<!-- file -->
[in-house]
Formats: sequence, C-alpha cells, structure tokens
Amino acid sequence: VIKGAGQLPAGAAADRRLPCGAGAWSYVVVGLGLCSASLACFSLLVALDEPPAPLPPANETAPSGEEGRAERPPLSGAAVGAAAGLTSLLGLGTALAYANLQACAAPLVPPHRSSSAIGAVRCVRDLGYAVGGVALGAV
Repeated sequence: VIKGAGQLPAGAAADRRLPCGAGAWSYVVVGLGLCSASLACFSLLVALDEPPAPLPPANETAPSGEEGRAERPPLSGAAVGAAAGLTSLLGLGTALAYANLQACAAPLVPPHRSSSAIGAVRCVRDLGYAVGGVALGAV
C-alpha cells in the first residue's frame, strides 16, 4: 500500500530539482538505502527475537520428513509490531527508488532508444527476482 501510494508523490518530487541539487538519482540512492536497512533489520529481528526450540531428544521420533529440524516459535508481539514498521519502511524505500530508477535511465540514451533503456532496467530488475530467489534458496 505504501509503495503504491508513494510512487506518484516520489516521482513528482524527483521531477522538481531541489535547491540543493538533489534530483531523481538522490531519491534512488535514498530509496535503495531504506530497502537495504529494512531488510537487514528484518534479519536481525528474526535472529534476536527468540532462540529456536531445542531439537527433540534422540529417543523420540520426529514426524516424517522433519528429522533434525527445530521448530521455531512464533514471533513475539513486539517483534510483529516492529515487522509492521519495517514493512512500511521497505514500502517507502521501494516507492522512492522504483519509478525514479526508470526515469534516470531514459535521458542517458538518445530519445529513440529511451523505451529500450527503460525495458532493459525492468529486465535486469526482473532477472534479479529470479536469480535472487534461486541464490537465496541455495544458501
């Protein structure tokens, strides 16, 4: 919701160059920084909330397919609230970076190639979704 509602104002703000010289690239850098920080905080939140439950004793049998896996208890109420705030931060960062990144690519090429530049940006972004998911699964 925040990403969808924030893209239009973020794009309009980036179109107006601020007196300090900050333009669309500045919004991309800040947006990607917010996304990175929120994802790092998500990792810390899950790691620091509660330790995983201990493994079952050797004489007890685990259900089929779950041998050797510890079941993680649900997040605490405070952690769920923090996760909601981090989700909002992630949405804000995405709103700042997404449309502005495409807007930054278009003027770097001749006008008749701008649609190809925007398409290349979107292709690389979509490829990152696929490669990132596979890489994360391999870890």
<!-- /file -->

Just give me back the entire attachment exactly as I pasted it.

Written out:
[in-house]
Formats: sequence, C-alpha cells, structure tokens
Amino acid sequence: VIKGAGQLPAGAAADRRLPCGAGAWSYVVVGLGLCSASLACFSLLVALDEPPAPLPPANETAPSGEEGRAERPPLSGAAVGAAAGLTSLLGLGTALAYANLQACAAPLVPPHRSSSAIGAVRCVRDLGYAVGGVALGAV
Repeated sequence: VIKGAGQLPAGAAADRRLPCGAGAWSYVVVGLGLCSASLACFSLLVALDEPPAPLPPANETAPSGEEGRAERPPLSGAAVGAAAGLTSLLGLGTALAYANLQACAAPLVPPHRSSSAIGAVRCVRDLGYAVGGVALGAV
C-alpha cells in the first residue's frame, strides 16, 4: 500500500530539482538505502527475537520428513509490531527508488532508444527476482 501510494508523490518530487541539487538519482540512492536497512533489520529481528526450540531428544521420533529440524516459535508481539514498521519502511524505500530508477535511465540514451533503456532496467530488475530467489534458496 505504501509503495503504491508513494510512487506518484516520489516521482513528482524527483521531477522538481531541489535547491540543493538533489534530483531523481538522490531519491534512488535514498530509496535503495531504506530497502537495504529494512531488510537487514528484518534479519536481525528474526535472529534476536527468540532462540529456536531445542531439537527433540534422540529417543523420540520426529514426524516424517522433519528429522533434525527445530521448530521455531512464533514471533513475539513486539517483534510483529516492529515487522509492521519495517514493512512500511521497505514500502517507502521501494516507492522512492522504483519509478525514479526508470526515469534516470531514459535521458542517458538518445530519445529513440529511451523505451529500450527503460525495458532493459525492468529486465535486469526482473532477472534479479529470479536469480535472487534461486541464490537465496541455495544458501
């Protein structure tokens, strides 16, 4: 919701160059920084909330397919609230970076190639979704 509602104002703000010289690239850098920080905080939140439950004793049998896996208890109420705030931060960062990144690519090429530049940006972004998911699964 925040990403969808924030893209239009973020794009309009980036179109107006601020007196300090900050333009669309500045919004991309800040947006990607917010996304990175929120994802790092998500990792810390899950790691620091509660330790995983201990493994079952050797004489007890685990259900089929779950041998050797510890079941993680649900997040605490405070952690769920923090996760909601981090989700909002992630949405804000995405709103700042997404449309502005495409807007930054278009003027770097001749006008008749701008649609190809925007398409290349979107292709690389979509490829990152696929490669990132596979890489994360391999870890």